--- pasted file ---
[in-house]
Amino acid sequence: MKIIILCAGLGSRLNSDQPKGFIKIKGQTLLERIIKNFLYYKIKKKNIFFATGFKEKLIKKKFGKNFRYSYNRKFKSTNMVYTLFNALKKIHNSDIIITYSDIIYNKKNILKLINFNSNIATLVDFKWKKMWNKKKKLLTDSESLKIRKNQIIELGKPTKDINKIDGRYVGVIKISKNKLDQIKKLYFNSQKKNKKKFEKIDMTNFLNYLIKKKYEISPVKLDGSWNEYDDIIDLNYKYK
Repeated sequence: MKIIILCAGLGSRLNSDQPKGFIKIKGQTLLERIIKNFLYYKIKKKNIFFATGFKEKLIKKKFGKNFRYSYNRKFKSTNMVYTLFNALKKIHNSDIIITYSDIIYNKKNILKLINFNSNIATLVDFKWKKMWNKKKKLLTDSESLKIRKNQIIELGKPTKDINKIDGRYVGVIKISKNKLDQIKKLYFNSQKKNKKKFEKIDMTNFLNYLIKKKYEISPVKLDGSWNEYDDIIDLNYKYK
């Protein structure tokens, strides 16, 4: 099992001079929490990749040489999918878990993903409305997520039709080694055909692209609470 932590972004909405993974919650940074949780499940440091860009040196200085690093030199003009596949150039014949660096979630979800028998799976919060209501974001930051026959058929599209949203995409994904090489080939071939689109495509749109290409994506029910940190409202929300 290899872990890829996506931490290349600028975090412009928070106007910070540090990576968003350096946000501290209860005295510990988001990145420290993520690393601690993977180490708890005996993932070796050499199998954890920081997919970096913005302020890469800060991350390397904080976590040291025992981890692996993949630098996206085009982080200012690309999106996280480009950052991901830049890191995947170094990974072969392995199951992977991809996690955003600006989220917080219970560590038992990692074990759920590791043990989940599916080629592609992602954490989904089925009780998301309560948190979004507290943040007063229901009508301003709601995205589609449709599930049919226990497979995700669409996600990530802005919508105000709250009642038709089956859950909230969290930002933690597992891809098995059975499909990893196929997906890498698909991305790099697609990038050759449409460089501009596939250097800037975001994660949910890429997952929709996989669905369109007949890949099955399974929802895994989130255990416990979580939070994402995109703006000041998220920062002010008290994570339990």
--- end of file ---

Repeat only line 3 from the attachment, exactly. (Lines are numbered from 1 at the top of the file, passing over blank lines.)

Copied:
Repeated sequence: MKIIILCAGLGSRLNSDQPKGFIKIKGQTLLERIIKNFLYYKIKKKNIFFATGFKEKLIKKKFGKNFRYSYNRKFKSTNMVYTLFNALKKIHNSDIIITYSDIIYNKKNILKLINFNSNIATLVDFKWKKMWNKKKKLLTDSESLKIRKNQIIELGKPTKDINKIDGRYVGVIKISKNKLDQIKKLYFNSQKKNKKKFEKIDMTNFLNYLIKKKYEISPVKLDGSWNEYDDIIDLNYKYK